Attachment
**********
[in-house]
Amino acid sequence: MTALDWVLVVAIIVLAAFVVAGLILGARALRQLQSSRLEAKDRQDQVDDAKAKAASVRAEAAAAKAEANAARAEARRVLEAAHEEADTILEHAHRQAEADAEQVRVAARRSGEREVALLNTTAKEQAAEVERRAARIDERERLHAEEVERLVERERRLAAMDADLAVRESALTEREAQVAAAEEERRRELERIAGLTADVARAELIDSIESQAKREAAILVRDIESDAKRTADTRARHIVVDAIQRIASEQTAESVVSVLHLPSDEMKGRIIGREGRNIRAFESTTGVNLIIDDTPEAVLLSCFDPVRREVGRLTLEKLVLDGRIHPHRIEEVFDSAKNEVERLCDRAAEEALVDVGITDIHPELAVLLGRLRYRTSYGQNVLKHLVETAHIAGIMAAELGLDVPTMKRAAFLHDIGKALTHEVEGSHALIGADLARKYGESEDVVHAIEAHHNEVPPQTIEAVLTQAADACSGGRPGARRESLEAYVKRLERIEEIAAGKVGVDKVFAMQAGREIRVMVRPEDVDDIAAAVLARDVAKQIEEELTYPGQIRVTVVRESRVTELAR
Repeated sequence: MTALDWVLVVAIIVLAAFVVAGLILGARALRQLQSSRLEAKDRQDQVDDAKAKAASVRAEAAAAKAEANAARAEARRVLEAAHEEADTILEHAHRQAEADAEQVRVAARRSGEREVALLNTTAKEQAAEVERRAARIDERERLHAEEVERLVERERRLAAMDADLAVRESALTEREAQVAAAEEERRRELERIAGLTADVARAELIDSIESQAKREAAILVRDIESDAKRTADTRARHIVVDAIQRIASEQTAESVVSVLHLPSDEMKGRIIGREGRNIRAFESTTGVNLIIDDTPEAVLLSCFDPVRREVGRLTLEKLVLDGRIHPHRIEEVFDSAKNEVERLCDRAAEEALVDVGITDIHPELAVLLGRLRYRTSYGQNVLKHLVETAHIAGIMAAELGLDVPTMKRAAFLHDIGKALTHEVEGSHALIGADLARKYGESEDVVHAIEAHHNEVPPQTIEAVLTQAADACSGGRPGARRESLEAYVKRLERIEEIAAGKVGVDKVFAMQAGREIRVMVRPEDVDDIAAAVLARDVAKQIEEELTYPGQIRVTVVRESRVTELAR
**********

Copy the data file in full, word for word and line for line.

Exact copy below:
[in-house]
Amino acid sequence: MTALDWVLVVAIIVLAAFVVAGLILGARALRQLQSSRLEAKDRQDQVDDAKAKAASVRAEAAAAKAEANAARAEARRVLEAAHEEADTILEHAHRQAEADAEQVRVAARRSGEREVALLNTTAKEQAAEVERRAARIDERERLHAEEVERLVERERRLAAMDADLAVRESALTEREAQVAAAEEERRRELERIAGLTADVARAELIDSIESQAKREAAILVRDIESDAKRTADTRARHIVVDAIQRIASEQTAESVVSVLHLPSDEMKGRIIGREGRNIRAFESTTGVNLIIDDTPEAVLLSCFDPVRREVGRLTLEKLVLDGRIHPHRIEEVFDSAKNEVERLCDRAAEEALVDVGITDIHPELAVLLGRLRYRTSYGQNVLKHLVETAHIAGIMAAELGLDVPTMKRAAFLHDIGKALTHEVEGSHALIGADLARKYGESEDVVHAIEAHHNEVPPQTIEAVLTQAADACSGGRPGARRESLEAYVKRLERIEEIAAGKVGVDKVFAMQAGREIRVMVRPEDVDDIAAAVLARDVAKQIEEELTYPGQIRVTVVRESRVTELAR
Repeated sequence: MTALDWVLVVAIIVLAAFVVAGLILGARALRQLQSSRLEAKDRQDQVDDAKAKAASVRAEAAAAKAEANAARAEARRVLEAAHEEADTILEHAHRQAEADAEQVRVAARRSGEREVALLNTTAKEQAAEVERRAARIDERERLHAEEVERLVERERRLAAMDADLAVRESALTEREAQVAAAEEERRRELERIAGLTADVARAELIDSIESQAKREAAILVRDIESDAKRTADTRARHIVVDAIQRIASEQTAESVVSVLHLPSDEMKGRIIGREGRNIRAFESTTGVNLIIDDTPEAVLLSCFDPVRREVGRLTLEKLVLDGRIHPHRIEEVFDSAKNEVERLCDRAAEEALVDVGITDIHPELAVLLGRLRYRTSYGQNVLKHLVETAHIAGIMAAELGLDVPTMKRAAFLHDIGKALTHEVEGSHALIGADLARKYGESEDVVHAIEAHHNEVPPQTIEAVLTQAADACSGGRPGARRESLEAYVKRLERIEEIAAGKVGVDKVFAMQAGREIRVMVRPEDVDDIAAAVLARDVAKQIEEELTYPGQIRVTVVRESRVTELAR